ICS Magazine

ICS 50th: Hank Unck and Tony Wheelwright (IICRC)

February 4, 2013

Hank Unck is the Secretary, Executive Committee of the IICRC and Tony Wheelwright is International Vice President, Executive Committee of the IICRC.

How would you best sum up the last 50 years (or the time that you’ve been a part) of the carpet cleaning/restoration industry?

Tony Wheelwright: I believe that our industry – carpet and fabric cleaning – began in London in 1901 with the invention and use of the first vacuum cleaner. Founded later was the British Vacuum Cleaner Company, which began operations in 1901 with the development of Puffing Billy - huge vacuum cleaner that was transported from house-to-house by horse-drawn sleigh and parked near the house. Cleaning inside the house was carried out using a 30-meter hose. This cleaning method has gained huge popularity in the British aristocratic circles, and even spawned a special tradition - at the time, while employees of the company cleaned the carpets in the house, ladies gathered and arranged tea (called vacuum cleaner parties). Even Queen Victoria was a regular customer. A company’s services rendered to the British Admiralty (removal of dust in the barracks, sailors) helped stop a plague epidemic then raging.

When ICS began publishing, carpet cleaning was being done primarily by in-plant rug cleaning or on-site shampooing or other low-moisture methods. Then in the mid- to late-60’s, the next great leap forward took place with the invention of hot water extraction machines. Portables soon followed by truck-mounted units.

Hank Unck: For 21 years, I have been a part of this industry, primarily from the manufacturer’s standpoint, and secondarily as an independent marketing consultant. Looking back over those years, I see a dichotomy in regards to professionalism. Smart business practices have definitely grown and it appears that the more successful businesses understand that it’s not about cleaning and restoration, but about the level of customer service and how the customer is serviced. Expertise, certifications and experience are critical factors in the equation, but thousands of cleaners and restorers also have all of those abilities. The ones that really shine and succeed in breaking out of a job of their own making, and building a viable business with capital worth, are the ones that understand their customers’ needs and treat them for what they are - the very lifeblood of their business’s existence. Unfortunately, way too many owner/operators, and even larger firms, haven’t realized that “secret” yet, and won’t, because trying to make a quick buck by lowballing seems easier to them. Part of the reason for that lies with the fact that this is a very easy industry in which to set up business, with a next-to-nothing investment. Thus it attracts both those who have the desire, drive and determination to make something of themselves, and those who do not, but just want to be their own boss.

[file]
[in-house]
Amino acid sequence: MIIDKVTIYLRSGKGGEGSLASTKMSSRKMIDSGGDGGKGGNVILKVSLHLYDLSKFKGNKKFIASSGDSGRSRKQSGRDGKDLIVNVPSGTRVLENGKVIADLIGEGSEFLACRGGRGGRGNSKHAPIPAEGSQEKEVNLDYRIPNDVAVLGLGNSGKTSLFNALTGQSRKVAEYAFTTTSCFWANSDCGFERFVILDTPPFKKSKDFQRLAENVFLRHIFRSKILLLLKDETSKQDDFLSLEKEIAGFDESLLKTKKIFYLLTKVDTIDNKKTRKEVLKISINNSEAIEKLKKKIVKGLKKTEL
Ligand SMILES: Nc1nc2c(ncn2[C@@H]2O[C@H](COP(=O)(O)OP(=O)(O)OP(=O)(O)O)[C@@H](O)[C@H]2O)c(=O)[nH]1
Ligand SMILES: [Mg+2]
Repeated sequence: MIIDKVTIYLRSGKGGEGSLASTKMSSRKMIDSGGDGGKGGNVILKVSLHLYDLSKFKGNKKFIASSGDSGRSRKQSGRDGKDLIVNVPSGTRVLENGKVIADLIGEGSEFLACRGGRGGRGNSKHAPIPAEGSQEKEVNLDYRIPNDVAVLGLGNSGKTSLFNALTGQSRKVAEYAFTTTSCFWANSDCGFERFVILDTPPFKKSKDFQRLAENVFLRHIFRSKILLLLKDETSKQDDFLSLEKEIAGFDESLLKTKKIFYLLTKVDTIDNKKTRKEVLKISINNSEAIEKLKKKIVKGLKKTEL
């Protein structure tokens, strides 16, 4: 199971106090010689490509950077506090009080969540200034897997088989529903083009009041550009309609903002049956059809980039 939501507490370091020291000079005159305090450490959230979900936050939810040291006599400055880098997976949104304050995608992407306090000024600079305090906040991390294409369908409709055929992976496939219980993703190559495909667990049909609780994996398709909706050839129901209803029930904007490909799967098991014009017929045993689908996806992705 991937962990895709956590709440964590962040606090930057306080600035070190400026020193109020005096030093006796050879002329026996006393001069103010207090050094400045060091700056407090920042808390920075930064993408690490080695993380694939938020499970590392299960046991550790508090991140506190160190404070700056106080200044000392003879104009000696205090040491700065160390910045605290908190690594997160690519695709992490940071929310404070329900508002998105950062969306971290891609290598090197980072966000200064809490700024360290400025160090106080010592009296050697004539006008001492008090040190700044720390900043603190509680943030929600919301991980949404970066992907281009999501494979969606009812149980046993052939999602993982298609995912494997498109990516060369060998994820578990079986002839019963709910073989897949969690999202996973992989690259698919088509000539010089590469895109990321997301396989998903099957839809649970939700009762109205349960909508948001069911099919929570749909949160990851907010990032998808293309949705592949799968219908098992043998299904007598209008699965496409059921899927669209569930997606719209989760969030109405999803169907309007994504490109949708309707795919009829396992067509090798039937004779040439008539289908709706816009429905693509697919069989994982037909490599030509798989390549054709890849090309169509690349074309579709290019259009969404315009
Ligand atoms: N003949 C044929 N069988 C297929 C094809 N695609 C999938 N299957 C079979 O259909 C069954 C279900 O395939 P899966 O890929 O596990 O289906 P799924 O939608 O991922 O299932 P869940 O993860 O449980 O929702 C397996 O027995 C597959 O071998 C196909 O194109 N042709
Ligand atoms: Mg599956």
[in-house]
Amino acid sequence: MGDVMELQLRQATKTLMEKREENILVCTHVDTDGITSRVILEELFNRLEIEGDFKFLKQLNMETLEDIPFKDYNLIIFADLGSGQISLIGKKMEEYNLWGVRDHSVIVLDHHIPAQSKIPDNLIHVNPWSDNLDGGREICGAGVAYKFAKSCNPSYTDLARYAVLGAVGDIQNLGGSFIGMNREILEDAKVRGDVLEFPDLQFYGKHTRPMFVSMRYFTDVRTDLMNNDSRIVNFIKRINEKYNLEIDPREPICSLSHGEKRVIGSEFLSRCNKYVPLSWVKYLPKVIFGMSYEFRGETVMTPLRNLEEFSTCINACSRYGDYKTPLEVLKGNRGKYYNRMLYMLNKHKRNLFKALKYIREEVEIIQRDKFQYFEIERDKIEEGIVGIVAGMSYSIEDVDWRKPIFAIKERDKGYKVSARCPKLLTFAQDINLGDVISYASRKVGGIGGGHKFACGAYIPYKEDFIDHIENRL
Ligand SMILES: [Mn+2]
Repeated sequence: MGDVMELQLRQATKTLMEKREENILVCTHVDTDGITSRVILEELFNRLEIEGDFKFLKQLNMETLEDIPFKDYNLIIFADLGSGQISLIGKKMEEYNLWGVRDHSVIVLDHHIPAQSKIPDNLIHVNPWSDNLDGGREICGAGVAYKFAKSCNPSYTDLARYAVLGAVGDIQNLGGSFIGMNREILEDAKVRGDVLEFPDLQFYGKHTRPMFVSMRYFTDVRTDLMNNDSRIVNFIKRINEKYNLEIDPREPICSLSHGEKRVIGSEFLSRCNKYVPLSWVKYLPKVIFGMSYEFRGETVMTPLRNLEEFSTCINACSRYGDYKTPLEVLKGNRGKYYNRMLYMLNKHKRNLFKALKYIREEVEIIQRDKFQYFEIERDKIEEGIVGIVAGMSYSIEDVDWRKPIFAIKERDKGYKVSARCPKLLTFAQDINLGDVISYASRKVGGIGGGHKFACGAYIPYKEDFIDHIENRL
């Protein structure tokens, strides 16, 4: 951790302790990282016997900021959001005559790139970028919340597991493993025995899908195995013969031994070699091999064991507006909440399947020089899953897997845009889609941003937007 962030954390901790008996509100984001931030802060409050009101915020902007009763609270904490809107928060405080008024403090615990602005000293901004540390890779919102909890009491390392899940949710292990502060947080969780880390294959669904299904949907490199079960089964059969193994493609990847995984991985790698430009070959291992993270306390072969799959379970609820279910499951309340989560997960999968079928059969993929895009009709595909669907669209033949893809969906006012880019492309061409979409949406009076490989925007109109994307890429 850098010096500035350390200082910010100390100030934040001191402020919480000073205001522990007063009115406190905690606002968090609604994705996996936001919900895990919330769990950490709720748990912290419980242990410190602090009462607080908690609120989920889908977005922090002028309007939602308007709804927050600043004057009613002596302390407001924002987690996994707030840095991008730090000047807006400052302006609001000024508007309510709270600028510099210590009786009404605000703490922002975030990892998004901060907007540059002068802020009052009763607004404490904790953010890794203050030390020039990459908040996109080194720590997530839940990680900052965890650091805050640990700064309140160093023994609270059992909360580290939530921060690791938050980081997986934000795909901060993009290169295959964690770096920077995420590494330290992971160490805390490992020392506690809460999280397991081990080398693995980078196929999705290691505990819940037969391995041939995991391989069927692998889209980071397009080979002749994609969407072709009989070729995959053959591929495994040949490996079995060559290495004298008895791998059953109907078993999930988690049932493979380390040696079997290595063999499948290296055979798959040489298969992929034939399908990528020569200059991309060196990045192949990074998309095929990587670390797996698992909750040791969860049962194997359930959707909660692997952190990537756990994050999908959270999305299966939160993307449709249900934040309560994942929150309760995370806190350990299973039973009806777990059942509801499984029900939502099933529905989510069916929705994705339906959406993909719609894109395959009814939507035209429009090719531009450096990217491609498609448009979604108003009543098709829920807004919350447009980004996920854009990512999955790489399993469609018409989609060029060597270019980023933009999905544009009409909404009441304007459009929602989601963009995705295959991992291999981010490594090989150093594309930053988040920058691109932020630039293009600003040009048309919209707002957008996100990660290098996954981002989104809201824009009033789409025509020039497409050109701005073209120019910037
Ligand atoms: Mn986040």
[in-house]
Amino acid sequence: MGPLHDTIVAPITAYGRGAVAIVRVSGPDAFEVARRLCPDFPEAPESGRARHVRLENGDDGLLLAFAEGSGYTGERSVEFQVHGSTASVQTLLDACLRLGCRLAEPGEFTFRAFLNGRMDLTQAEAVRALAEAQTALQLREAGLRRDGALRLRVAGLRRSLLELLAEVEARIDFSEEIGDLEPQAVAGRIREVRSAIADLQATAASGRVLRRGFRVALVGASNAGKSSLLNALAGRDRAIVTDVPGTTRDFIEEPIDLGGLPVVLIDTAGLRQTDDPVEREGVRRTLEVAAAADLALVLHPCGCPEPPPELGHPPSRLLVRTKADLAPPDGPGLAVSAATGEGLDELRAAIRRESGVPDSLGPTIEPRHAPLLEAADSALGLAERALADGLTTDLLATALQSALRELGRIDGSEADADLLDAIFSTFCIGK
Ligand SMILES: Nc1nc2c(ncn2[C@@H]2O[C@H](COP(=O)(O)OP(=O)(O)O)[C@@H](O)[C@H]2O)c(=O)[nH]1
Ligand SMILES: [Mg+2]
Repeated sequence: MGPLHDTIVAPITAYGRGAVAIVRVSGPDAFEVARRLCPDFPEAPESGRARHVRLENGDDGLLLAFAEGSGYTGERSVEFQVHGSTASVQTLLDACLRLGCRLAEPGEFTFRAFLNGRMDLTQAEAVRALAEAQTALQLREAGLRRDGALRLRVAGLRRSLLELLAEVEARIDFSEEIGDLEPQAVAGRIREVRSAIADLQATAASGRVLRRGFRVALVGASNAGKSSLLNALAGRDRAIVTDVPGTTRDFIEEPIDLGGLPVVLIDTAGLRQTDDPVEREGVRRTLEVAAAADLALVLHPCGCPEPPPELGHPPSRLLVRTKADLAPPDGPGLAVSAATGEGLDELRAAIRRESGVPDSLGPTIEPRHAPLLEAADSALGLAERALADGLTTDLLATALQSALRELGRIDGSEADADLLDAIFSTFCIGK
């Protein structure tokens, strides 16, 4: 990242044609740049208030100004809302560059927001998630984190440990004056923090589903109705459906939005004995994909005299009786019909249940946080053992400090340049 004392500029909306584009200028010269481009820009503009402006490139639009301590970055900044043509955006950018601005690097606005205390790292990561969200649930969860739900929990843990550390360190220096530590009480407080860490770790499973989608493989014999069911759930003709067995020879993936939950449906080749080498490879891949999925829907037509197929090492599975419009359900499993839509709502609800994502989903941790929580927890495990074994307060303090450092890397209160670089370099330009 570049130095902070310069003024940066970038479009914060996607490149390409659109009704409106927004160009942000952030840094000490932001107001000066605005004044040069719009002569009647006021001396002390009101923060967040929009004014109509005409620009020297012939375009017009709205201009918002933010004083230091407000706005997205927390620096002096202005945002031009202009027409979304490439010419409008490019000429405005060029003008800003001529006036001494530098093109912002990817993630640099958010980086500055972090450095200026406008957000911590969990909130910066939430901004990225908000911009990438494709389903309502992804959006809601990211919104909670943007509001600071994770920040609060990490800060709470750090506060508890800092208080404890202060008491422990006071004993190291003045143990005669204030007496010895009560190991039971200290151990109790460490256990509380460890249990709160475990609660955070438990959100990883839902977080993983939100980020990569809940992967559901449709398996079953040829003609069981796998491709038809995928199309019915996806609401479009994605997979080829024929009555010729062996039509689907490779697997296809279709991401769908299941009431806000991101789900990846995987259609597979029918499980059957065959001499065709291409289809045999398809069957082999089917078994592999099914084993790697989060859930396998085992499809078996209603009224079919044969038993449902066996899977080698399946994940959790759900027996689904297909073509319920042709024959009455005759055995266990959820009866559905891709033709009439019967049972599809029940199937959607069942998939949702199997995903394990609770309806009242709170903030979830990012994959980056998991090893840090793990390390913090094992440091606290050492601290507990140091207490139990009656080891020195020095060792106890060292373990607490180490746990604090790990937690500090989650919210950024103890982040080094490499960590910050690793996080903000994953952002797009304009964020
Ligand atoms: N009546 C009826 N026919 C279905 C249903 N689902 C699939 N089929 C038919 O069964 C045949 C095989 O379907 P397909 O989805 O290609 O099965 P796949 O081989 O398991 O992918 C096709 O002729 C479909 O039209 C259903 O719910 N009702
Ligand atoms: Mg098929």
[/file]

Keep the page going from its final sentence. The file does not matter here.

In your opinion, what have been some of the most significant events and milestones to impact the industry over the past 50 years? What about some of the most significant people?

TW and HU:

Significant events:

  • In-home cleaning became popular.
  • Introduction of hot water extraction equipment.
  • The improvements in equipment and cleaning products.
  • A great deal of learning and sharing by trial-and-error in both cleaning and restoration.
  • The creation of the IICRC to set standards and promote professionalism, which created a more cohesive and identifiable and viable industry.


  • Introduction of training followed by “certification.”
  • The growth of industry trade associations.
  • The introduction of industry standards. 


  • Ed and Wanda York for founding the IICRC.
  • Lee Pemberton, Ralph Bloss for education training.
  • Dr. Michael Berry who wrote “Protecting the Built Environment: Cleaning for Health” in 1994.
  • Leading manufacturers founders, such as Claude Blackburn (Dri-Eaz), Jim Roden (Prochem), Mike Palmer (Hydramaster), Ralph Bloss (Steamway), and chemists such as Bob Hughes (Chemspec), Joe Domin (Prochem who set the course for even more productive and efficient equipment and chemicals).